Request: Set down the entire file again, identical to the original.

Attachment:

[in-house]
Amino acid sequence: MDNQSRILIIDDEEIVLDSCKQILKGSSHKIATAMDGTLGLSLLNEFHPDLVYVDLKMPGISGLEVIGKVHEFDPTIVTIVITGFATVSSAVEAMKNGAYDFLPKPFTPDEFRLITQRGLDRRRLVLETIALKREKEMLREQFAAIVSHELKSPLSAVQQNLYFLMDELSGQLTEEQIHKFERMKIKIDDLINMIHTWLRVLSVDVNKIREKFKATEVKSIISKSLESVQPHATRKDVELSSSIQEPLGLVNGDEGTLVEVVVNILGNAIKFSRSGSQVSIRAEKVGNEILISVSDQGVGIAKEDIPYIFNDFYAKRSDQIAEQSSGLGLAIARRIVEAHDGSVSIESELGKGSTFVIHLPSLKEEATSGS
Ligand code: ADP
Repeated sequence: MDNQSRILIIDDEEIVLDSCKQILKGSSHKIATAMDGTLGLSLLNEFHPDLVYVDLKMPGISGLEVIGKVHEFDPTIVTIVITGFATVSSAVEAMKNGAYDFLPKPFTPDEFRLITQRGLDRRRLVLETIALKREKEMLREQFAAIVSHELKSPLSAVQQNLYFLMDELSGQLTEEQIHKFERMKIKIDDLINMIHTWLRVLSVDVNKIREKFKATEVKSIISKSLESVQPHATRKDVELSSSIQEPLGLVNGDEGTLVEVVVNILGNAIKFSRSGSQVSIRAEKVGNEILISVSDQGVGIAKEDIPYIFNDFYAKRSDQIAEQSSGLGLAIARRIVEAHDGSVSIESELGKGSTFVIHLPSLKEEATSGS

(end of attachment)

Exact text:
[in-house]
Amino acid sequence: MDNQSRILIIDDEEIVLDSCKQILKGSSHKIATAMDGTLGLSLLNEFHPDLVYVDLKMPGISGLEVIGKVHEFDPTIVTIVITGFATVSSAVEAMKNGAYDFLPKPFTPDEFRLITQRGLDRRRLVLETIALKREKEMLREQFAAIVSHELKSPLSAVQQNLYFLMDELSGQLTEEQIHKFERMKIKIDDLINMIHTWLRVLSVDVNKIREKFKATEVKSIISKSLESVQPHATRKDVELSSSIQEPLGLVNGDEGTLVEVVVNILGNAIKFSRSGSQVSIRAEKVGNEILISVSDQGVGIAKEDIPYIFNDFYAKRSDQIAEQSSGLGLAIARRIVEAHDGSVSIESELGKGSTFVIHLPSLKEEATSGS
Ligand code: ADP
Repeated sequence: MDNQSRILIIDDEEIVLDSCKQILKGSSHKIATAMDGTLGLSLLNEFHPDLVYVDLKMPGISGLEVIGKVHEFDPTIVTIVITGFATVSSAVEAMKNGAYDFLPKPFTPDEFRLITQRGLDRRRLVLETIALKREKEMLREQFAAIVSHELKSPLSAVQQNLYFLMDELSGQLTEEQIHKFERMKIKIDDLINMIHTWLRVLSVDVNKIREKFKATEVKSIISKSLESVQPHATRKDVELSSSIQEPLGLVNGDEGTLVEVVVNILGNAIKFSRSGSQVSIRAEKVGNEILISVSDQGVGIAKEDIPYIFNDFYAKRSDQIAEQSSGLGLAIARRIVEAHDGSVSIESELGKGSTFVIHLPSLKEEATSGS